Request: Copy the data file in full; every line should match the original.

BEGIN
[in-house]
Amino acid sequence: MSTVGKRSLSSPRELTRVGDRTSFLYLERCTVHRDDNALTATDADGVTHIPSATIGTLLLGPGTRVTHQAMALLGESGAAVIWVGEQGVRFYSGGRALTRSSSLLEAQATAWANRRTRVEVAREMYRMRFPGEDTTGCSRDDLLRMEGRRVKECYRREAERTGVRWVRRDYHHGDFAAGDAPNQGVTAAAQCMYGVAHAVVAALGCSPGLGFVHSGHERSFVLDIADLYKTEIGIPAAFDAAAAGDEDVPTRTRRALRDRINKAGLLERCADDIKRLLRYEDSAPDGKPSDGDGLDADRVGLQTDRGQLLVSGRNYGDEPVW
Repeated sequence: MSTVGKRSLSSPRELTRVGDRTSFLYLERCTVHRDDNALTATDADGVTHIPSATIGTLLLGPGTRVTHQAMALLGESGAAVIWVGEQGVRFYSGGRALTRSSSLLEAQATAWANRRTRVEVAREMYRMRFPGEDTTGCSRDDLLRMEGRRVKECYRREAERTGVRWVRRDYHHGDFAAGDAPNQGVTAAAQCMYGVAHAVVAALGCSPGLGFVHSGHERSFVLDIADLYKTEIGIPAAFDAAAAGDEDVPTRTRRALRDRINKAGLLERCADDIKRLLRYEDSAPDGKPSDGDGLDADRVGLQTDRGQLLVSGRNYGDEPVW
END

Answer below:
[in-house]
Amino acid sequence: MSTVGKRSLSSPRELTRVGDRTSFLYLERCTVHRDDNALTATDADGVTHIPSATIGTLLLGPGTRVTHQAMALLGESGAAVIWVGEQGVRFYSGGRALTRSSSLLEAQATAWANRRTRVEVAREMYRMRFPGEDTTGCSRDDLLRMEGRRVKECYRREAERTGVRWVRRDYHHGDFAAGDAPNQGVTAAAQCMYGVAHAVVAALGCSPGLGFVHSGHERSFVLDIADLYKTEIGIPAAFDAAAAGDEDVPTRTRRALRDRINKAGLLERCADDIKRLLRYEDSAPDGKPSDGDGLDADRVGLQTDRGQLLVSGRNYGDEPVW
Repeated sequence: MSTVGKRSLSSPRELTRVGDRTSFLYLERCTVHRDDNALTATDADGVTHIPSATIGTLLLGPGTRVTHQAMALLGESGAAVIWVGEQGVRFYSGGRALTRSSSLLEAQATAWANRRTRVEVAREMYRMRFPGEDTTGCSRDDLLRMEGRRVKECYRREAERTGVRWVRRDYHHGDFAAGDAPNQGVTAAAQCMYGVAHAVVAALGCSPGLGFVHSGHERSFVLDIADLYKTEIGIPAAFDAAAAGDEDVPTRTRRALRDRINKAGLLERCADDIKRLLRYEDSAPDGKPSDGDGLDADRVGLQTDRGQLLVSGRNYGDEPVW